VA Disability and SSDI Requirements—Can I Get Both?
We get a few common questions from veterans and their families: when a veteran has a disability, is it possible to get both VA disability and SSDI? What are the requirements?
If you’re a veteran, or your loved one is a veteran, you’ll want to know the answer! This way, you don’t miss out on the benefits you’re owed for working and for serving our country.
Let’s talk about VA Disability and SSDI requirements.
Can Veterans Get VA and SSDI Benefits at the Same Time?
The good news is that, yes, as a veteran you can get both VA disability and SSDI benefits!
That said, it’s important to know that the VA and Social Security Administration are two different federal agencies, with different requirements for disability benefits. As a result, getting VA benefits doesn’t necessarily mean you’re guaranteed to get SSDI benefits. Why? Keep reading!
VA vs. SSDI Requirements
There are several key differences in the requirements for VA and SSDI benefits.
VA Disability Requirements
To qualify for VA disability benefits, one of the following has to have happened:
- You were injured or developed a physical or mental illness during your service
- You have a preexisting condition that got worse as the result of your service
Unlike the VA, the SSA isn’t concerned with how you developed a disability. Instead, the SSA determines whether you qualify for SSDI benefits based on your disability and your work history.
To qualify for SSDI benefits, you must have a “total disability.” This is another important difference to VA benefits: the SSA doesn’t give out partial disability benefits. To the SSA, you are either completely unable to work, or you’re not. Your disability has to prevent you from working for at least one year, or is permanent. (You can read more about the medical SSDI requirements here.)
In addition to the medical requirement, the SSA has work requirements for SSDI. You need to have worked in jobs covered by Social Security long enough—and recently enough—to qualify. (“Covered” jobs mean jobs that pay into Social Security. You can read more about work requirements for SSDI here.)
VA vs. SSDI Benefits
How much can you get from VA disability and SSDI? That depends on a couple of factors.
VA Disability Benefits
After determining you qualify, the VA determines how much you’re owed in benefits. The VA bases this on a percentage scale—how much the agency thinks the disability affects your health and ability to function.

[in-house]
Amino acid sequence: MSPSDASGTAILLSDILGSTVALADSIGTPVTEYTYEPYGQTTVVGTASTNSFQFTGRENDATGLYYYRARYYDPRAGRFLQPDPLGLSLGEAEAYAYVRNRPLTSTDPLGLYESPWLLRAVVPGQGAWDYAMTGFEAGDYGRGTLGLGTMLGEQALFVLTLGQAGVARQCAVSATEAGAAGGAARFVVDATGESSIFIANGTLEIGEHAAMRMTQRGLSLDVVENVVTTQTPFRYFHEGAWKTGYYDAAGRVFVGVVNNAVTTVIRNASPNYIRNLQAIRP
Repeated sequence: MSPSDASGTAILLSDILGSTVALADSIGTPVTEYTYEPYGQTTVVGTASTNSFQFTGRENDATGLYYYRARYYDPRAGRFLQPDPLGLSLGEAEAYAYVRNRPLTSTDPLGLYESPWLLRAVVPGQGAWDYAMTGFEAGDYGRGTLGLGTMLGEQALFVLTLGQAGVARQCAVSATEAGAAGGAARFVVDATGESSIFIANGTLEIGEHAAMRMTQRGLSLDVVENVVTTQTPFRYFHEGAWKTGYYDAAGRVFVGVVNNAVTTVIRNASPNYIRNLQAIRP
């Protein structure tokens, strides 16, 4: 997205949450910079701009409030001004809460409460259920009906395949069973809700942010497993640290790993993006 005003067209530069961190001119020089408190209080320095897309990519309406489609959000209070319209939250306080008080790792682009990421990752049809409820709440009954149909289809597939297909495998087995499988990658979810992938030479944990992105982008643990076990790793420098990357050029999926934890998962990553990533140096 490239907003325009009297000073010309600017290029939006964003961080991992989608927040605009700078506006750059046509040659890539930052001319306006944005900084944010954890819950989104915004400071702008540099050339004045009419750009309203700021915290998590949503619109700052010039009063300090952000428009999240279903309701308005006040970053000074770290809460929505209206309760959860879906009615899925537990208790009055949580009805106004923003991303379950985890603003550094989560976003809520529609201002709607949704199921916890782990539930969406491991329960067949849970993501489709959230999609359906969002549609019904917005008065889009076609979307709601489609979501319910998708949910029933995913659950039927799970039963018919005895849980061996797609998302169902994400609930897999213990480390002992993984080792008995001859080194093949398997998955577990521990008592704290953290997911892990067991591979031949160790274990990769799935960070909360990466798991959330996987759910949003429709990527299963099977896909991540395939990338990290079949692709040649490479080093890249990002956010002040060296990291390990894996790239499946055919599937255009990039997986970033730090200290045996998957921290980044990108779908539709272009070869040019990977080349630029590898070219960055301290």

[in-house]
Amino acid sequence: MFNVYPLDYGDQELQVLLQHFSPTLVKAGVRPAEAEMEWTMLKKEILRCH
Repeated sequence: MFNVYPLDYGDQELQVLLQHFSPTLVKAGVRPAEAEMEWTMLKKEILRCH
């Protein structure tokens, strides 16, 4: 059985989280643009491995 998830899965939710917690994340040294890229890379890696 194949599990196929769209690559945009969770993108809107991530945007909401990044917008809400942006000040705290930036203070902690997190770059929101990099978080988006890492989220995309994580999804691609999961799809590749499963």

As a result, you might receive a rating anywhere between 0-100%, and the VA pays accordingly. The higher your percentage rating, the higher the benefit amount. If you have multiple disabilities, even if each one isn’t totally disabling, it’s possible to get a 100% rating.
Also, if you have a rating between 30-100%, the VA also takes into account your dependents. If you have dependent children and a spouse, your amount will likely be higher. Unfortunately, the VA doesn’t include spouses or children if your percentage is 10-20%.
The VA benefits you can get each month ranges from $144 (for a 10% rating) to $3,731.90 (with a 100% rating and several dependents). You can see a table with compensation rates here.
SSDI benefits are based on your work history: the amount you can receive each month is based on your average lifetime earnings (before your disability began).
While benefits generally range between $800 and $1,800 per month, the average monthly payout is $1,277. The maximum SSDI benefit is $3,148 per month.
If you’re not sure what your benefits would be, it’s a good idea to talk to an experienced SSDI lawyer or your local Social Security office. That’s because the SSA uses a complicated formula to determine the amount owed you.
Do VA Disability Benefits Affect SSDI?
Working (or sometimes, even volunteering) can affect the amount of SSDI benefits you get. Your paycheck could offset your SSDI benefits—meaning that the SSA would reduce your SSDI benefits by the paycheck amount.
Fortunately, getting VA disability benefits doesn’t affect SSDI this way.
Does VA Disability Expedite SSDI?
Getting VA disability benefits unfortunately doesn’t guarantee you’ll get SSDI benefits. As we explained above, the VA requirements and SSDI requirements are different. You might qualify for one or the other, if not both.
However, qualifying for VA disability can, in some cases, expedite your SSDI claim. Thanks to the SSA’s Wounded Warrior program, veterans who get a 100% P&T (Permanent & Total) disability rating are given priority when processing claims. That means, if the VA rates your disability at 100% and determines that your disability is permanent, you could get your SSDI claim approved faster.
Contact Us with Questions
The SSDI system can be complex and confusing. If you or a loved one have questions about applying for SSDI as a veteran, or need help with your claim, we’re here to help.
Call us today to talk to an experienced Social Security Disability lawyer at Casper & Casper.